02. Competitive Matrix

Estimated Time

  • Reading: ~5 minutes
  • Video: ~8 minutes
  • Activities: to be completed prior to next week

Top Insights

  • Competition is rarely what kills a startup - be aware of competition but don't obsess over them
  • Competition can be direct, secondary, or indirect
  • At the end of the day, it comes down to the value that you deliver and not what your competition is doing

Episode Date: May 19, 2015 — Link to Video

Jason Calacanis | TWiST | Twitter | LinkedIn

  • This entire episode with Des Traynor on "starting up" is worth a listen, but if you want to focus specifically on the competition section skip ahead to the 21:55 mark of the video
  • Your competition can be direct, secondary, indirect
    • Direct competition is solving the same problem in a similar way to you
    • Secondary competition is solving the same problem but in a different way
      • Or in a way that is not quite good enough
    • Indirect competition is when there are conflicting problems that pull users in different directions
    • Ultimately it comes down to what job is the customer trying to do?
      • Des gives the example that normally you would not think that a flower business would compete with a chocolate business but on Valentine's day they are
  • Your customers will have to switch to your product
    • Either from an existing solution or from their current process
    • At the very least you are competing for their time and money
  • There are four forces that make this switch hard for the user
    • There are two forces that work in your favor
      • What is wrong with their current solution and why are they even open to a new solution?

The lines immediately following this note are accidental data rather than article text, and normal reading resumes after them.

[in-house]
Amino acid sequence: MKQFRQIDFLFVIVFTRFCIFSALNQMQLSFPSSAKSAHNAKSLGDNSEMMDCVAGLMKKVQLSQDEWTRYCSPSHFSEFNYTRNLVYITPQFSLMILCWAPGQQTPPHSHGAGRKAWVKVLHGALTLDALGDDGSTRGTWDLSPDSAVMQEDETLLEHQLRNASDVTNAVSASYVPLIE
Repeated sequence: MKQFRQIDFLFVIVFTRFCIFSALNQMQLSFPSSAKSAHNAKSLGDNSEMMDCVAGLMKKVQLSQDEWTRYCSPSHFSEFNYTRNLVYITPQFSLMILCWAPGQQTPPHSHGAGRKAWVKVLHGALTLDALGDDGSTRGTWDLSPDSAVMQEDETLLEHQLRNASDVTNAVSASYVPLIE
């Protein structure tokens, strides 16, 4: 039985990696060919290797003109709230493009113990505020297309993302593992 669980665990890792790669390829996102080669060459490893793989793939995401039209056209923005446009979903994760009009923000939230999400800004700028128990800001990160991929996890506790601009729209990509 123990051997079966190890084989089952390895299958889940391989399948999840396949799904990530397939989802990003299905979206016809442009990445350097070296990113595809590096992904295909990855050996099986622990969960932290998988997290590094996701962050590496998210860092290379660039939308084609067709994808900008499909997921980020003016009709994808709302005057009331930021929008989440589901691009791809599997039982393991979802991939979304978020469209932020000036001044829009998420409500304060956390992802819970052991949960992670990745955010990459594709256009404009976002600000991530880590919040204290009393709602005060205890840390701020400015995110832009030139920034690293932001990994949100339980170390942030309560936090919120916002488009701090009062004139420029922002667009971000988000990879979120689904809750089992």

• What is attractive to them about your solution and what is your differentiator?
    • There are two forces that work against you
      • What is keeping them where they are? Is it a habit or it is simply easier to not change?
      • What is the fear of change?
    • It is your job to maximize the first two forces and minimize the other two
      • Be able to clearly identify your value proposition and make it easy for them to try your solution with as little friction as possible
  • So clearly there is always competition
    • We touched on this in the module "Does my idea exist?"
    • But it is a bit of a red flag if there isn't competition
    • This is often a sign that your idea is too niche or no market exists outside of your small user base
    • Link to Jason's tweet
  • So you need to identify your competition but you don't want to obsess over them
  • Think of the competition in the same way that a sports team does while preparing for a game
    • The top priority of your team is to be fundamentally sound on your own plays, have your own game plan, and focus on executing to the best of your ability
    • But being able to scout and understand what your opponent does is a benefit
      • If you know their strengths you can account for them
      • If you know their weaknesses you can exploit them
    • As you study your competition you don't obsess and you don't become discouraged
      • You become educated and aware of what they are doing